Olmstead Massachusetts

Olmstead Massachusetts

In 1999, the U.S. Supreme Court rendered a decision in Olmstead v. L.C., 527 U.S. 581 (1999), indicating that states have a legal obligation to administer programs and activities in the most integrated setting appropriate to the needs of qualified individuals with disabilities. This decision recognized that a state may satisfy this obligation through development of a comprehensive, effective working plan for placing qualified persons with disabilities in less restrictive settings. These plans are known as Olmstead Plans. Our state is beginning to work on a new Olmstead plan and it is has sent out requests for listening sessions and advisory council members. The Arc’s testimony at the listening session will be posted here next week (week of June 26, 2017). Keep up with the state’s process here.

The Arc has utilized Olmstead both in its legislative and legal advocacy. Massachusetts policy makers have been responsive to our requests and most recently this has been reflected on the funding commitment for adult community services known as “Turning 22”.

The Commonwealth’s current Olmstead Plan was released in 2008. Policy makers have cited accomplishments such as:

  • Reducing the number of state schools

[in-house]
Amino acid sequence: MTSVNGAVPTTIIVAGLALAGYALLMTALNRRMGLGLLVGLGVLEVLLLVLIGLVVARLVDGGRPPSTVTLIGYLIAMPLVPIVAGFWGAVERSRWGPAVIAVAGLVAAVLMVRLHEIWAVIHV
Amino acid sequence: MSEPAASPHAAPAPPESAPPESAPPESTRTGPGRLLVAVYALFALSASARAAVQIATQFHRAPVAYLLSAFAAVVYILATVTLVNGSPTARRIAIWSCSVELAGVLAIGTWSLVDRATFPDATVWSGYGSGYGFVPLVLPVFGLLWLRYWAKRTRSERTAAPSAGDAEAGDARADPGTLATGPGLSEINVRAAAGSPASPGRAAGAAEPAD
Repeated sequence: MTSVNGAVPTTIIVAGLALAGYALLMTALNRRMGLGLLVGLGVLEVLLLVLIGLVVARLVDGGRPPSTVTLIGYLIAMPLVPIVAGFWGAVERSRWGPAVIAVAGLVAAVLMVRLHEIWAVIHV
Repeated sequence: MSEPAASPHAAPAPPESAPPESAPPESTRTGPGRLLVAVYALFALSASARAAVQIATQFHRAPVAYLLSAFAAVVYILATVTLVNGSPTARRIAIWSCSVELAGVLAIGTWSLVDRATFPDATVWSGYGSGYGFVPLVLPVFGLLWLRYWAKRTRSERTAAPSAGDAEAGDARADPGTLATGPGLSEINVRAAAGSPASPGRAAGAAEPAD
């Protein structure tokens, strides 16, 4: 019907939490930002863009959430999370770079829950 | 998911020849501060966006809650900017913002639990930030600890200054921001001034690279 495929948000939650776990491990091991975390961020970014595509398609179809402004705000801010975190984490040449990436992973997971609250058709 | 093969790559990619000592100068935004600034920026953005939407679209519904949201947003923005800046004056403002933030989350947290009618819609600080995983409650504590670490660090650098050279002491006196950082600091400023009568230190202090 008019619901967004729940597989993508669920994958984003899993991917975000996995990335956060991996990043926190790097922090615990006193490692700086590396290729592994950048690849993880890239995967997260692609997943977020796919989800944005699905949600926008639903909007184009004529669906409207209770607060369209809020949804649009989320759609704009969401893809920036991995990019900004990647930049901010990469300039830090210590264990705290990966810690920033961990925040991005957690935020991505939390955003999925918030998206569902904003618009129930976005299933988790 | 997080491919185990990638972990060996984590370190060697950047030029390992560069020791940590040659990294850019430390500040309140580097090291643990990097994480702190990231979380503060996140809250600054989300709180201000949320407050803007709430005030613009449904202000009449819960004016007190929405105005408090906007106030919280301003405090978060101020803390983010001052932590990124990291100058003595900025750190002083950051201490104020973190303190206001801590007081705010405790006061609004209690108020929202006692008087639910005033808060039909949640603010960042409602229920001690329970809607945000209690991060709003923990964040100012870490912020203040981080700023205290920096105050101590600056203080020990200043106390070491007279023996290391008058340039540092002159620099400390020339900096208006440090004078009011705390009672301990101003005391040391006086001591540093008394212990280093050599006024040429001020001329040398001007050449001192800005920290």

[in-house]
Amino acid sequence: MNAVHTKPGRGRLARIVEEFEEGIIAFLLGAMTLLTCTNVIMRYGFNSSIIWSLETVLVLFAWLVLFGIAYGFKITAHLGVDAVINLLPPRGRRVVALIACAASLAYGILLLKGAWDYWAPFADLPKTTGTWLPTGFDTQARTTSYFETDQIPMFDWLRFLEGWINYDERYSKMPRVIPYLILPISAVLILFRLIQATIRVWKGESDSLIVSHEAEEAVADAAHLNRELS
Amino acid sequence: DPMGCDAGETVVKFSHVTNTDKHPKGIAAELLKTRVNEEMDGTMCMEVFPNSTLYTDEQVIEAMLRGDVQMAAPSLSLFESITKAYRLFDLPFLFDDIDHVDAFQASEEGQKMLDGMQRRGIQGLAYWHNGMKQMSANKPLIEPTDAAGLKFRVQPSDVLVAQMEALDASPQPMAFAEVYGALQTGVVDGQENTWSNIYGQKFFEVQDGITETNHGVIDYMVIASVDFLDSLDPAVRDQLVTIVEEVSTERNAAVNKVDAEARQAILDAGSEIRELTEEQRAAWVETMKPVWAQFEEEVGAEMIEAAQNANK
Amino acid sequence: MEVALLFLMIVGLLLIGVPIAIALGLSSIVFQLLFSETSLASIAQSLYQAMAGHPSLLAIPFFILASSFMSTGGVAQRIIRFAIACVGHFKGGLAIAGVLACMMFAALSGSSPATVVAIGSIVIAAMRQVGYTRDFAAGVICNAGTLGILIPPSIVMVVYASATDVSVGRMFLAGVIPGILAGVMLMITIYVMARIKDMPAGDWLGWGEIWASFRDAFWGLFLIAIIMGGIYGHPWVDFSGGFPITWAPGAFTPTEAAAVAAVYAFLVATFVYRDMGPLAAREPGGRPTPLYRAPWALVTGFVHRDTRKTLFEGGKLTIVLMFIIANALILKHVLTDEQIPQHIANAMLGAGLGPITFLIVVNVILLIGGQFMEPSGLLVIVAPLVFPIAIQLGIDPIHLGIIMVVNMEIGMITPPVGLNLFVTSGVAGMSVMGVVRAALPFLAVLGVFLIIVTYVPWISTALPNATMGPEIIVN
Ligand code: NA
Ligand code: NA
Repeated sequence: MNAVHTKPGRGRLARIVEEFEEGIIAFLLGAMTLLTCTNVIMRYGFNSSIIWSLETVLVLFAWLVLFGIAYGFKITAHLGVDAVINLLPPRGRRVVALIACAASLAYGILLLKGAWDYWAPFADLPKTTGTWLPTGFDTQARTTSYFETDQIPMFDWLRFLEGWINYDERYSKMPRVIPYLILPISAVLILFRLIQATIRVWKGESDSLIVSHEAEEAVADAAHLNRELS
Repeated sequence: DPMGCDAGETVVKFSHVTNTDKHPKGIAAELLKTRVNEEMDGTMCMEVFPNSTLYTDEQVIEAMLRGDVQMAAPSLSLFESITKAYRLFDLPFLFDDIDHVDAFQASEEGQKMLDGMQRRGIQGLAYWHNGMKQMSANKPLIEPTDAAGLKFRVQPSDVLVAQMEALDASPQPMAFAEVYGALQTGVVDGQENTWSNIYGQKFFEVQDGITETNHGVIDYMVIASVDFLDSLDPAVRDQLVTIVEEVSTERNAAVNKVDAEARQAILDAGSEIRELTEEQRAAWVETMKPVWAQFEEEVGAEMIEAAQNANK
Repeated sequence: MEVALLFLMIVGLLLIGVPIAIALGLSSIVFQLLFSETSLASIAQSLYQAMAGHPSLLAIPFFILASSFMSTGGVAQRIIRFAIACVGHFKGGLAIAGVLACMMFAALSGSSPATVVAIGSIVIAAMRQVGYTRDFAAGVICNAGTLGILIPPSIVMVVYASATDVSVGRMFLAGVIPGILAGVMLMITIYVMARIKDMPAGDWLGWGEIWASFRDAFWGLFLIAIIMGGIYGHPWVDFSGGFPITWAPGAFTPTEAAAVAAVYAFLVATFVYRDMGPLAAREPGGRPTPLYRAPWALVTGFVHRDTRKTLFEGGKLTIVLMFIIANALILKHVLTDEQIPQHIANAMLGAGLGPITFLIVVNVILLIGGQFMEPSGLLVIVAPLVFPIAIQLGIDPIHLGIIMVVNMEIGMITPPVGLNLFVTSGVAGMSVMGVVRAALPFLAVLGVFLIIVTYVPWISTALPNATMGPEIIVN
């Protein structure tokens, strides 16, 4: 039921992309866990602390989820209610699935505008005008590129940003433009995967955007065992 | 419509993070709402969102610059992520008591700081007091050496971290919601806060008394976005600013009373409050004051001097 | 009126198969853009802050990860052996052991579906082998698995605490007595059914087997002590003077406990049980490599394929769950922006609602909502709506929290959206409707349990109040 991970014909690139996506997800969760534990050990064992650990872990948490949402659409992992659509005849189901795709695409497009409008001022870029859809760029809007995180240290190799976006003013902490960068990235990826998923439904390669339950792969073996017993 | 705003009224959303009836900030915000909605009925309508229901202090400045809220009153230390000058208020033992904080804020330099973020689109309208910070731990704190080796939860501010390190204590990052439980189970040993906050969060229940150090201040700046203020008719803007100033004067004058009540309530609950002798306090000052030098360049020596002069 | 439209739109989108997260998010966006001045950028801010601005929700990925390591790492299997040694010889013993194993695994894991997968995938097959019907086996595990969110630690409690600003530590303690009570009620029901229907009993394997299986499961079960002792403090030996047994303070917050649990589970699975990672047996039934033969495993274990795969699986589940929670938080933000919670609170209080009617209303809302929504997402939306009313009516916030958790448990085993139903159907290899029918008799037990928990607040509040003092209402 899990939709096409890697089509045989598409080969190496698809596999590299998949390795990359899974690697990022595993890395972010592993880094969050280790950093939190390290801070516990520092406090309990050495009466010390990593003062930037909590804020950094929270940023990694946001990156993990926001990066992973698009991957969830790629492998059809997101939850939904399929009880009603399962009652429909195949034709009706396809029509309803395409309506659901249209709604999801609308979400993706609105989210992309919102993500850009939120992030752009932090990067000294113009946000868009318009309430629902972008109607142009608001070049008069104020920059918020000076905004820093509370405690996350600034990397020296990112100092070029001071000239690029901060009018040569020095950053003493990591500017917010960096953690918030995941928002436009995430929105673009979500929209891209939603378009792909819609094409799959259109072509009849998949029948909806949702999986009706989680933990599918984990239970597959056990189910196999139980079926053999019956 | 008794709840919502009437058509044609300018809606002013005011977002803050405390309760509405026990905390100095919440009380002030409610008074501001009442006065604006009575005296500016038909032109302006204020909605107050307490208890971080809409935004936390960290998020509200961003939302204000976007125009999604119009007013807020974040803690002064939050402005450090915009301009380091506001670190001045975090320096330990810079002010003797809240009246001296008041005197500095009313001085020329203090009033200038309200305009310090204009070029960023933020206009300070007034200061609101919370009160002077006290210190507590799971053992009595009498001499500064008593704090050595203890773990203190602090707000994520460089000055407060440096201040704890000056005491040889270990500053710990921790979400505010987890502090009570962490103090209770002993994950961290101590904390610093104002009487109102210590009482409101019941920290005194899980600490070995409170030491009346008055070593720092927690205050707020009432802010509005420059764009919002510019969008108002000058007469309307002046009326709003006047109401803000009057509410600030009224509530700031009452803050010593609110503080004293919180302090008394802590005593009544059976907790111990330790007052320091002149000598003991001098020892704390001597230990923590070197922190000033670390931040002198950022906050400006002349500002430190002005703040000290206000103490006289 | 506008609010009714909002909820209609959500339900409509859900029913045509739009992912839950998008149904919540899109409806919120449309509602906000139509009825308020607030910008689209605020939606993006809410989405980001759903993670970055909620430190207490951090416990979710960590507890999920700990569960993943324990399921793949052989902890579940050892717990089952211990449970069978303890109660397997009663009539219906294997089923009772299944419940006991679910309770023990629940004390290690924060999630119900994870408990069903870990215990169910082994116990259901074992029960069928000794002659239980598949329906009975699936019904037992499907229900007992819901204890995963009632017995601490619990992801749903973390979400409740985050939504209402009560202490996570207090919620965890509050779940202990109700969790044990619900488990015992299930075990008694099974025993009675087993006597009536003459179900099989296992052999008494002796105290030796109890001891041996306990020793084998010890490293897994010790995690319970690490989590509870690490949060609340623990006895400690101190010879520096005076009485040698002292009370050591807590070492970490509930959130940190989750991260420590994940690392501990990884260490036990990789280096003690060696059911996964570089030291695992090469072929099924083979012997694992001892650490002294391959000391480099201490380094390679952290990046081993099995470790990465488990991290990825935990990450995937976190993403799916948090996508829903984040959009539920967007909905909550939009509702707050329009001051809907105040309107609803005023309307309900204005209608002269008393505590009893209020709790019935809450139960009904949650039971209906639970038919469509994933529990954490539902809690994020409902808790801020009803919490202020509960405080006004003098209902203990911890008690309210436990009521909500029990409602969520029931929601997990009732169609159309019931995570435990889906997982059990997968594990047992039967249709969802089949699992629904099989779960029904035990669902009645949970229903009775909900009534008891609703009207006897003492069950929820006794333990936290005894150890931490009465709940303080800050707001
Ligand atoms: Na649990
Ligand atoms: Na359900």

• Reducing the number of state hospital beds
  • Closing sheltered workshops
  • Expanding capacity for services and supports that allow individuals with disabilities to live, work and spend leisure time in settings that are integrated into the community

You can view the previous Olmstead plan here.

The Commonwealth has stated that it “is committed to updating the plan to include timeframes and a multi-year road map to identify and address the need for additional community-based housing”. The recent posting noted that the new plan will:

  • Describe the state’s current system of providing community-based services and supports to people with disabilities
  • Assess the strengths and weaknesses of that system; and
  • Describe the state’s plan and goals for expanding opportunities for providing community-based services and supports to people with disabilities.
  • Identify Barriers, Perceived Barriers and Needs
  • Identify/Prioritize Solutions
  • Ensure draft plans include input from Stakeholders and are available for public review and comment

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